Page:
Other Program Changes
We have added a third stream to our programming, which broadcasts to Eastern Kentucky. This new stream began on March 1st. New Eastern Kentucky newspapers include: Pike County News, The Mountain Eagle, Manchester Enterprise, Corbin's Times Tribune, Hazard Herald, Breathitt County News, Mt. Vernon Signal, Bath County News, Lee and Powell County News, and the Carlisle Courier. Eastern Kentucky newspapers broadcast at noon every day.
Another big change we made was moving the popular program, Grocery Show, to Wednesday at 3pm from Monday at 3pm. This change was due to Kroger changing their print date for their ads from Sunday to Wednesday. The Grocery Show is a 30 minute recording of ads from Kroger, Meijer, and Whole Foods.
Radio Eye's listener survey was conducted at the end of 2013 to ensure we broadcast only the programming that our listeners need the most and are most interested in. Print copies of the survey were mailed to 610 radio listeners in the summer of 2013, and surveys were also conducted over the phone with the help of volunteers Inam Shalati and Everett Bethune. Overall, 74 listeners (12%) completed the survey.
Benefit of the Service
â€œYour program and services are a complete blessing to me, and I whole heartedly thank you,â€ listener Peggy Sue told us. And listener Leonard M. says, â€œService is wonderful and appreciated! Just recently have I been able to take advantage of the many options/programming available. I hope to enjoy even more programming in the future.â€
Hereâ€™s how our listeners say Radio Eye helps them:
87% report feeling less isolated because of Radio Eye programming
93% know more about current events
18% have attended an event they heard Radio Eye announce
65% know more about health topics
15% talked to their doctor about something they heard
91% believe listening increases their knowledge of general topics.
Out of our programs, the most popular were (1) the Lexington Herald-Leader, with 64% listening; (2) the Louisville Courier Journal, 38%; (3) Book Series, 28%; (4) Grocery Show, 26%; (5) Health Corner, 19%; (6) Sports News and Diabetes & You tied with 18%; (8) Disability News, People's Pharmacy, and New York Times tied with 16% listening.
The most wished for books for our Book Series were histories, mysteries, and biographies. To give our listeners what they want, we have started recording books that fill these interests such as biographies of Teddy Roosevelt, Walt Whitman, and Abraham Lincoln.
Most of our audience listens in the morning and early afternoon - 73% between 8am and noon, and 41% between noon and 4pm. This year we asked what days listeners had their radio on and found that Monday was the most listened to day with 73%. 14% of Lexington listeners listen to the morning broadcast on cable TV on Lexington Public Library Channel 97, in addition to listening via their radio receivers.
This year's survey will be mailed to radio listeners in August, and will also be made available through phone and the internet.
THANK YOU TO OUR SUPPORTERS - WE COULDN'T DO THIS WITHOUT YOU!
Lexington Public Library
Library Channel 20
Louisville Public Media
WEKU Public Radio
WUKY Public Radio
$15,000 to $29,999
Linda Neville Trust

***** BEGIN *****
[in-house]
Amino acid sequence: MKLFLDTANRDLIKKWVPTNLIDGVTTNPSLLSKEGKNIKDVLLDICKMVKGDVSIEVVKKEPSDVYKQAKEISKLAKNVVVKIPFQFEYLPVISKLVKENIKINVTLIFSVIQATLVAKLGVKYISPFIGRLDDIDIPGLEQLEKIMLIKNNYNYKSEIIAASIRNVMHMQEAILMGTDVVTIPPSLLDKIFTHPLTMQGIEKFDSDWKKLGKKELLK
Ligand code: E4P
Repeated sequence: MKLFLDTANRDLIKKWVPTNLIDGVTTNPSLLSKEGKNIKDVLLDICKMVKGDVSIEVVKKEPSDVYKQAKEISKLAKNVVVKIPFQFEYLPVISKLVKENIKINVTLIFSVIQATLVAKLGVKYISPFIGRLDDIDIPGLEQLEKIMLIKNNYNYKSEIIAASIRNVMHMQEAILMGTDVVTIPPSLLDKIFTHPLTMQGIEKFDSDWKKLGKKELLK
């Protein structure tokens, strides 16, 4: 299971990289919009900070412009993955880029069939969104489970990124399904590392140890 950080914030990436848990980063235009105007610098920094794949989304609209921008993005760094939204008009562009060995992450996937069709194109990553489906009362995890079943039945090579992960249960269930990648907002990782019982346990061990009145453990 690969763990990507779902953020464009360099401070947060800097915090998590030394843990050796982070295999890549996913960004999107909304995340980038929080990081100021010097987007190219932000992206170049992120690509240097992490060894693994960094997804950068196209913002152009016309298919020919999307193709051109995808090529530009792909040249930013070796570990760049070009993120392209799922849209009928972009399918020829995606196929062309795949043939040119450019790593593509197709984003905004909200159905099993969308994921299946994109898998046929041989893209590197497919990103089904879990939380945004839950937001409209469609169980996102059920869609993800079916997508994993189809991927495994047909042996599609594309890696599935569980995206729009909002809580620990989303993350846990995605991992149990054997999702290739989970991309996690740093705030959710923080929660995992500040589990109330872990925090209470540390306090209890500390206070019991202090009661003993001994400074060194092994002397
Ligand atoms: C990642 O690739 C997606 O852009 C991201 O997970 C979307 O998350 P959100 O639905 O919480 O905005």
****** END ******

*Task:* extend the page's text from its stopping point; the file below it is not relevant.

$5,000 to $14,999
The Gheens Foundation
Lexington Clinic Foundation
Lexington-Fayette Urban County Government
Lexington Lions Club
Toyota Motor Manufacturing/KY
$2,500 to $4,999
Appalachian Community Fund
The Cralle Foundation
Frances Hollis Brain Foundation
The Honorable Order of Kentucky Colonels
$1,000 to $2,499
Carrie and Johnny Hutchins
Lexington Medical Society Foundation
Miller Family Foundation
Fon and Mac Rogers
Second Presbyterian Church
Thrivent Financial for Lutherans
$250 to $999
Arthur J. Gallagher Foundation
William Rogers Beasley
Bluegrass Community Foundation The Carl Family Foundation
Margaret and Philip Chase
Brenda and David Cox
Edna C. Fischer
Timothy and Sue Overman
The Rotary Club of Lexington
Friends of Radio Eye $100 to $249 Anonymous Donors â€“ Combined Federal Campaign Bank of the Bluegrass and Trust Michael Barnard Berea Lions Club David and Roi-Ann Bettez Anne Bolton Ron and Susan Byars Anne Combs Geneva and George Davis Gary and Alice Dehner Chris and Pat Ekris Helen and Don Endriss Mike Fister Greg Franklin John Gensheimer Linda and Charles Gorton Rose Marie Hackett Phil and Connie Harmon Mary Hawkins Debra Hensley Levi Holmes Marge Holmes Melanie Kilpatrick Nelson Lamkin Link-Belt Construction Equipment Lawrence Lynch Phyllis and Keith MacAdam Shelly and Dick Meyer Mel and Madalyn Moser Jerome and Nelle Oâ€™Daniel William Offutt, IV, MD Roger Paige and Sara Schoenberg Colin Raitiere Retina Associates of Kentucky Wayne and Margaret Roberts Jenny Robertson Marilyn Robie Bob Rogers Joyce and Gary Rogers Mary Rogers Patsy and Jerry Rose John Saunders Catesby and Lad Simpson Matt Simpson Walker Sloan Adrienne and Jim Stevens Mark and Sharanna Swisher Traditional Bank James and Marium Van Meter Gary Wallace Blanca and Walter Ward Missy Ward Tiffany Wheeler
In Honor Of
Al Crabb by O. Leonard Press
David Hufana by Lisa Hufana
Palina Hurst by Hope Hurst Lanham
Dorothy Kinberger by Sheryl and Wendell Eddings
Ken Kurtz by Cliff and Cathy
Radio Eye staff by John Noakes, Jr.
Inam Shalati by Julie Gembara
Adrian Wichman by Jo Brown and
Larry and Sandie Wilson by Lynn
In Memory Of
Phillip Bettez by Louis and Vera
Patsy Bratton by Mary Quertermous
Cam Cantrell by Pamela Duncan
Ethel Chase by Margaret Chase
Rita Coughenour by Charles
Dad and Troy by Jane Mattingly
Robert â€œBobâ€ Dickinson by:
The Huntsmand Court Neighbors
Mary Catherine Grunzinger by
Theresa and Kenneth Moakler
Mary Logan Hatton by Carroll and
Terry Isaac by Al Isaac
James Kmetz by Joan Kmetz
Murray Lasley by Susan Starr
Janet Marshall by Richard Marshall
Lee Marshall by Nancy Kirkwood
Dr. Floyd Morris, OD by Nancy
Rita J. Pritchett by Rebecca Wood
Dick Pugh by Lisa Hufana
John Settles by Norma Mattingly